fbpx The Smokehouse Associates: William T. Williams, Melvin Edwards, and Guy Ciarcia in Conversation with Eric Booker | The Studio Museum in Harlem

The Smokehouse Associates: William T. Williams, Melvin Edwards, and Guy Ciarcia in Conversation with Eric Booker

A wall of horizontal bands painted by Smokehouse at the NW corner of E. 121st St and 3rd Ave., c. 1969. Photo: Robert Colton. Courtesy William T. Williams Archives  

 

Sep 23, 2022
1:00pm

Zoom

To celebrate the publication of Smokehouse Associates, original members of the artist collective join the editor, Studio Museum Assistant Curator & Exhibition Coordinator Eric Booker, for a conversation delving into the group’s participatory, environmental, and abstract outdoor work.

From 1968 to 1970, the Smokehouse Associates transformed Harlem with vibrant, community-oriented, abstract murals and sculptures. Established by William T. Williams with Melvin Edwards, Guy Ciarcia, and Billy Rose, Smokehouse grew to encompass a range of creative practitioners united around the revolutionary potential of public art. Though relatively unknown today, Smokehouse was ambitious in its scale, community engagement, and interaction with the built environment. Smokehouse Associates provides the first critical examination of the group’s work, expanding the narrative of public art and social practice in the United States to include the contributions of artists of African descent. Preorder the book here.

 

 

Known for his bold color and dynamic compositions, William T. Williams (b. 1942, Cross Creek, NC) has been committed to abstraction for more than fifty years. An alumnus of Pratt Institute,

Known for his bold color and dynamic compositions, William T. Williams (b. 1942, Cross Creek, NC) has been committed to abstraction for more than fifty years. An alumnus of Pratt Institute, Yale University, and the Skowhegan School of Painting and Sculpture, Williams has cultivated a process-based approach to painting that synthesizes autobiographical reference, social narrative, and formal motifs sourced from specific cultural histories of the American South as well as New York. The recipient of numerous awards of distinction such as three artist grants from the National Endowment for the Arts (1965, 1970, 1994), Williams has garnered critical and institutional attention throughout his career. He has continually sought to engage his communities in dialogues about art through various undertakings, including a forty-year teaching career, initiation of the Artists-in-Residence program at The Studio Museum in Harlem, and his founding of the Smokehouse Associates. Williams is represented by Michael Rosenfeld Gallery.


The work of Melvin Edwards (b. 1937, Houston, TX) reflects his engagement with the history of race, labor, and violence, as well as with themes of the African Diaspora. From colorful painted

The work of Melvin Edwards (b. 1937, Houston, TX) reflects his engagement with the history of race, labor, and violence, as well as with themes of the African Diaspora. From colorful painted sculptures, barbed-wire installations, and tangled amalgamations of agricultural and industrial elements, his work is distinguished by its formal simplicity and powerful materiality. Shortly after he received his BFA from University of Southern California in 1965, the Santa Barbara Museum of Art organized his first solo exhibition, launching his professional career. After he moved to New York City in 1967, his work was exhibited at The Studio Museum in Harlem, and in 1970, he became the first African American sculptor to have a solo exhibition at the Whitney Museum of American Art. Edwards is represented by Alexander Gray Associates, New York, and Stephen Friedman Gallery, London.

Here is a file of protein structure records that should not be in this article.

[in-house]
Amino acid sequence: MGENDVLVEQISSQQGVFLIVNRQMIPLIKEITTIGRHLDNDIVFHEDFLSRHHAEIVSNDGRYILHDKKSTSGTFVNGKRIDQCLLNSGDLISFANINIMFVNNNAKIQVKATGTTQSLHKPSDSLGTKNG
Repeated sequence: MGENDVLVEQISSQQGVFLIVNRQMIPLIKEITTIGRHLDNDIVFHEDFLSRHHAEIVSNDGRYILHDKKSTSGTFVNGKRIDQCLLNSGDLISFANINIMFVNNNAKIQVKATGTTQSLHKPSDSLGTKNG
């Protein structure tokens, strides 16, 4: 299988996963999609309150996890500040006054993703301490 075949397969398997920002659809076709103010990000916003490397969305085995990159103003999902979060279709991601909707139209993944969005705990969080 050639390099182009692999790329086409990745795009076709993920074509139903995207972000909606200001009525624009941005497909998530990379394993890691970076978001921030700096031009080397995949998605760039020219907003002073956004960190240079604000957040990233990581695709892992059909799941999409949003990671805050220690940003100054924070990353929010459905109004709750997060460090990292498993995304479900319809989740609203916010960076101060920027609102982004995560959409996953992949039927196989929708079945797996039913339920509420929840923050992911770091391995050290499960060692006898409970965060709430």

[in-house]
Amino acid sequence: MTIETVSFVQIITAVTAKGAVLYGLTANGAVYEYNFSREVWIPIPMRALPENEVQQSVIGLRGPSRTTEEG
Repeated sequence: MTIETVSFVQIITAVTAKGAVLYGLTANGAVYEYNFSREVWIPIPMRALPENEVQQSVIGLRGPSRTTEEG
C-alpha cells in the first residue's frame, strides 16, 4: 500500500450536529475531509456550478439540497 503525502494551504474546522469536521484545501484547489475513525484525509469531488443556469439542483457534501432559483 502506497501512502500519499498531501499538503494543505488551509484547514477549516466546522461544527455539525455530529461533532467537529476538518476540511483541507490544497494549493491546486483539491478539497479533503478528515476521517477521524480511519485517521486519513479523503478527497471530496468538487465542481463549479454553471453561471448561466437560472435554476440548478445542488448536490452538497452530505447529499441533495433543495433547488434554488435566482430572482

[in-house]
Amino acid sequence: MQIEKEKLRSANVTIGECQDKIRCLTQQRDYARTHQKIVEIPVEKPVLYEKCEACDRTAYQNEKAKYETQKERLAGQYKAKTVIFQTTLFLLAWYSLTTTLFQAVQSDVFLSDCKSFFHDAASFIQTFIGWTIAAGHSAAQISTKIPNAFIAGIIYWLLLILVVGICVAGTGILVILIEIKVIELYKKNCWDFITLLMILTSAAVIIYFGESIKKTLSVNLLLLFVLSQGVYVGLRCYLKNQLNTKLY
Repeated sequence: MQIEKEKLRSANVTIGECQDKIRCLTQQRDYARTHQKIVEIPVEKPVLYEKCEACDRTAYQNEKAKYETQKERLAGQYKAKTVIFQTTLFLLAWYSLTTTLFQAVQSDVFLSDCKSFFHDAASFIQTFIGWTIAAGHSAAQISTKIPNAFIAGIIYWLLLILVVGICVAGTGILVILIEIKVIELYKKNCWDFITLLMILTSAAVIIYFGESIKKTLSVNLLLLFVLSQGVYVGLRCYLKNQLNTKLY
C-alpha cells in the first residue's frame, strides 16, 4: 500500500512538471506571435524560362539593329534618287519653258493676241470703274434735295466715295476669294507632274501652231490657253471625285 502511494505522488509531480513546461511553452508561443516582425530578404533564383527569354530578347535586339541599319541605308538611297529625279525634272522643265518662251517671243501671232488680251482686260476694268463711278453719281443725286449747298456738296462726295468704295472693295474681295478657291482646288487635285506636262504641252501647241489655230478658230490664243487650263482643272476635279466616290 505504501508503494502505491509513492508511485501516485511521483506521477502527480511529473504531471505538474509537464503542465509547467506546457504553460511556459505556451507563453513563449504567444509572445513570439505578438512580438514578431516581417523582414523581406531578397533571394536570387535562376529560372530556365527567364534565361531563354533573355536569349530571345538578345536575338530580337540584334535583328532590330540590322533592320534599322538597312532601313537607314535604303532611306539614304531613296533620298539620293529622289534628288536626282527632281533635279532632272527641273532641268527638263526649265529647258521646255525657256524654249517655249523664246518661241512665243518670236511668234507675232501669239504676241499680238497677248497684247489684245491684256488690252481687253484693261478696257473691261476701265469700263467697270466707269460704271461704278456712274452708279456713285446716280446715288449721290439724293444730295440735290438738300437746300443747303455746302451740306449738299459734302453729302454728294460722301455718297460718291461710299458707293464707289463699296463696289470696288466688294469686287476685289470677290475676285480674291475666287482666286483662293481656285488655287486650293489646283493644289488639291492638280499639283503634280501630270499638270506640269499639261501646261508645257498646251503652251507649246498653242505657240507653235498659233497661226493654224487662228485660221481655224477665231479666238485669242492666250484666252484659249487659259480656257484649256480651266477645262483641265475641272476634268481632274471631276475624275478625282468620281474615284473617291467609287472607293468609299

Guy Ciarcia’s (b. 1942, Union City, NJ) artistic practice is rooted in principles of the Italian Renaissance, classical Greek art, and formalism. He attended Pratt Institute, New York University,

Guy Ciarcia’s (b. 1942, Union City, NJ) artistic practice is rooted in principles of the Italian Renaissance, classical Greek art, and formalism. He attended Pratt Institute, New York University, and the Accademia di Belle Arti in Florence, Italy. Spanning more than fifty years, his expansive body of work encompasses painting, murals, photography, film, digital drawings, sculpture, ceramics, crafts, and jewelry. Ciarcia received early recognition for his contributions as a member of the Smokehouse Associates in the late 1960s. His work has been exhibited at many institutions, including the Jewish Museum, New York (1970); New Jersey State Museum, Trenton (1969); Philadelphia Museum of Art (1969); and Smithsonian Institution, Washington, DC (1988). He has taught in the Trenton, New Jersey, school system for twenty-five years. Ciarcia has received grants from the Museum of Modern Art and the New Jersey State Council on the Arts in Mercer County.


Eric Booker is Assistant Curator and Exhibition Coordinator at The Studio Museum in Harlem. 

Eric Booker is Assistant Curator and Exhibition Coordinator at The Studio Museum in Harlem. 


Resources

Smokehouse

1968–1970, Apr 20—Aug 27, 2017

Smokehouse

1968–1970 by Eric Booker

A Constellation

Nov 12, 2015—Mar 6, 2016

The Smokehouse Painters

1968-1970, by Michel Oren

Support for inHarlem public programming provided by the Institute of Museum and Library Services. The Studio Museum in Harlem’s digital programs are supported by the Helen Frankenthaler Foundation’s Frankenthaler Digital Initiative. Additional support has been provided by the New York City Department of Cultural Affairs and the New York State Council on the Arts with the support of the Office of the Governor and the New York State Legislature. The Smokehouse Associates publication was made possible thanks to funding from the Graham Foundation for Advanced Studies in the Fine Arts and Terra Foundation for American Art